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Kindle 2
Discovery and Amazon will head to the court room to settle a patent lawsuit

Discovery Communications has filed a patent lawsuit against Amazon.com  regarding Amazon's extremely popular Kindle e-book reader.  The lawsuit was filed in the U.S. District Court in Delaware, accusing Amazon of violating a patent Discovery registered in November 2007.

"The Kindle and Kindle 2 are important and popular content delivery systems," Discovery Communications general counsel Joseph LaSala Jr. said in a statement.  "We believe they infringe our intellectual property rights, and that we are entitled to fair compensation."

Discovery also said Amazon's infringement is "willful," and specified by saying the Discovery patent deals with the electronic book digital rights management.  Discovery and its founder "were significant players in the development of digital content and delivery services in the 1990s," according to the company in a statement.

Rather than try and have Amazon stop selling the latest Kindle, Discovery is seeking monetary compensation for past infringement and royalty compensation "for any future infringement".

Sony has its own e-book reader, but it's unknown if Discovery will also launch legal action against Sony any time in the future.  

Amazon recently launched the second edition of the Kindle e-book reader in February.  The device has two gigabytes of internal memory, which can store up to 1,500 books -- an impressive upgrade from the 200 electronic books the original Kindle can hold.  

It has been plagued by controversy from the launch, as several authors said the Kindle's new text-to-speech ability lets owners listen to the Kindle, but apparently royalties aren't paid to authors.



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Ah, Software Patents.
By DaveLessnau on 3/18/2009 9:19:28 AM , Rating: 2
I only glanced at the patent in question, but from what I can see, this appears to be a poster-child for software patent abuse. IANAL, but it looks like the patent covers the process of grabbing a file from somewhere, decrypting it, and displaying it. It might be something worth copyrighting. But, a patent? Not that I can see.




RE: Ah, Software Patents.
By Spivonious on 3/18/2009 9:40:44 AM , Rating: 2
I read it in a little more detail, and it basically describes the Kindle, right down to using the telephone system to deliver purchased books.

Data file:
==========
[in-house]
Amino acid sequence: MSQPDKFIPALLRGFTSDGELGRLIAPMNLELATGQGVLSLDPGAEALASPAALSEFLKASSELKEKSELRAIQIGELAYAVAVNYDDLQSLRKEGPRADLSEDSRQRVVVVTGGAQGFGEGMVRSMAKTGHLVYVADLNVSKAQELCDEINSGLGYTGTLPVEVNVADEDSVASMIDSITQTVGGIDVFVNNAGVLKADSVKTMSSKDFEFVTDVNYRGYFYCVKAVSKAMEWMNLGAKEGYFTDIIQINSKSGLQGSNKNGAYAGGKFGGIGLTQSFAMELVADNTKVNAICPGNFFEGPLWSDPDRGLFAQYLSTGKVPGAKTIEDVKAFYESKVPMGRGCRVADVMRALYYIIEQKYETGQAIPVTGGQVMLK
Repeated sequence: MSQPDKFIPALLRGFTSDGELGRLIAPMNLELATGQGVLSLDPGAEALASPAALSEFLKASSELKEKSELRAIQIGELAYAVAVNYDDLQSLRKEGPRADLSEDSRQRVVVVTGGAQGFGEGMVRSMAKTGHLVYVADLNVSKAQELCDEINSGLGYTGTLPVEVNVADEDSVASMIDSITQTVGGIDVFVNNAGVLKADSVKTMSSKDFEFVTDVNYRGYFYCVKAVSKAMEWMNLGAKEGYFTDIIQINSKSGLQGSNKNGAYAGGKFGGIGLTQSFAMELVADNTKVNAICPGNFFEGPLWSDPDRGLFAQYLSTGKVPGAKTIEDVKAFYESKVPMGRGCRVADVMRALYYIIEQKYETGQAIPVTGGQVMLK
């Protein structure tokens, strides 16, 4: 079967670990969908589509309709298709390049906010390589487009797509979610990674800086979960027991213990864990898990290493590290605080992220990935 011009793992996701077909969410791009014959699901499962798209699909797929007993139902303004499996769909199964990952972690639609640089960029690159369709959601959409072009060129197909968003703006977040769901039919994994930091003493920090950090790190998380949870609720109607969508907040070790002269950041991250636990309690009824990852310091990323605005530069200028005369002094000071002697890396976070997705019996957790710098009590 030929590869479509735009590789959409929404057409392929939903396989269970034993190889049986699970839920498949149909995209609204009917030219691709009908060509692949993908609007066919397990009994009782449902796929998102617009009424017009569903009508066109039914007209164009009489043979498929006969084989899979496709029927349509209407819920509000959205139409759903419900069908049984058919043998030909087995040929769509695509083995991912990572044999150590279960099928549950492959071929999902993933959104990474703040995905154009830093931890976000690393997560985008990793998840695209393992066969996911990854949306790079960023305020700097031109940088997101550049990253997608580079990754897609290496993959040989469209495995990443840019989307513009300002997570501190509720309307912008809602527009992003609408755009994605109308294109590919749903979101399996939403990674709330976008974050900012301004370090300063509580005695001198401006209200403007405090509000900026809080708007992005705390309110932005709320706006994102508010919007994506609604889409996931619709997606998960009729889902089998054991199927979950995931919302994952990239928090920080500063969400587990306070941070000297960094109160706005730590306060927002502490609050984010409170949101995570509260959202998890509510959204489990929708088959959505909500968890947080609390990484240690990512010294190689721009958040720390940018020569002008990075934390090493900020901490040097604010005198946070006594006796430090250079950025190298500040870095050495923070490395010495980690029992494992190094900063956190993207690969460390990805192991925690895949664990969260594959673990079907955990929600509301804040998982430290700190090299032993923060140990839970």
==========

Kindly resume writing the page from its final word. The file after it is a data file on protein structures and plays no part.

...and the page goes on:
It will be interesting to see how Amazon responds to this.


RE: Ah, Software Patents.
By Spivonious on 3/18/2009 9:44:49 AM , Rating: 2
Also interesting is that the patent was filed in 1999, but not granted until 2007. Wasn't the Kindle already out by then?


RE: Ah, Software Patents.
By omnicronx on 3/18/2009 12:26:23 PM , Rating: 2
Yep, which is why this will probably fall under the category of prior art.


RE: Ah, Software Patents.
By Tiamat on 3/19/2009 5:20:20 AM , Rating: 2
Oh G**, 171 claims! No wonder it took that long to grant! No examiner would want that case! Plus, it looks like it is a CIP from many other patents, patent applications. Some of the claims could have a much earlier effective filing date. Although I didn't bother to search the patent family...


RE: Ah, Software Patents.
By AlexWade on 3/18/2009 9:48:44 AM , Rating: 5
The question is, why did not this company sue when the original Kindle came out? There should be some statue of limitations for patent trolls. You should not be able to wait until a product becomes popular, then sue. You should only be able to sue within a short period of time of the product being released. (The judge should have some leeway to decide what amount of time is appropriate.) For businesses and corporations, there should be a "use it or lose it" clause in patents.


RE: Ah, Software Patents.
By callmeroy on 3/18/2009 9:57:43 AM , Rating: 4
This practice you describe is extremely common, believe it or not -- to the point I think some companies view it as a "strategic" or "tactical" business decision.

Basically (at least in my view) its nothing short of exploiting the patent system for monetary gain....let's come up with a patent in 2009....with no intended to produce any tangible product based on that patent OURSELF, but since we predict this will be huge for someone else to do over the next few years -- let's keep quiet until they create the product and then we'll cry foul in the name of patent law and bilk them for millions.


RE: Ah, Software Patents.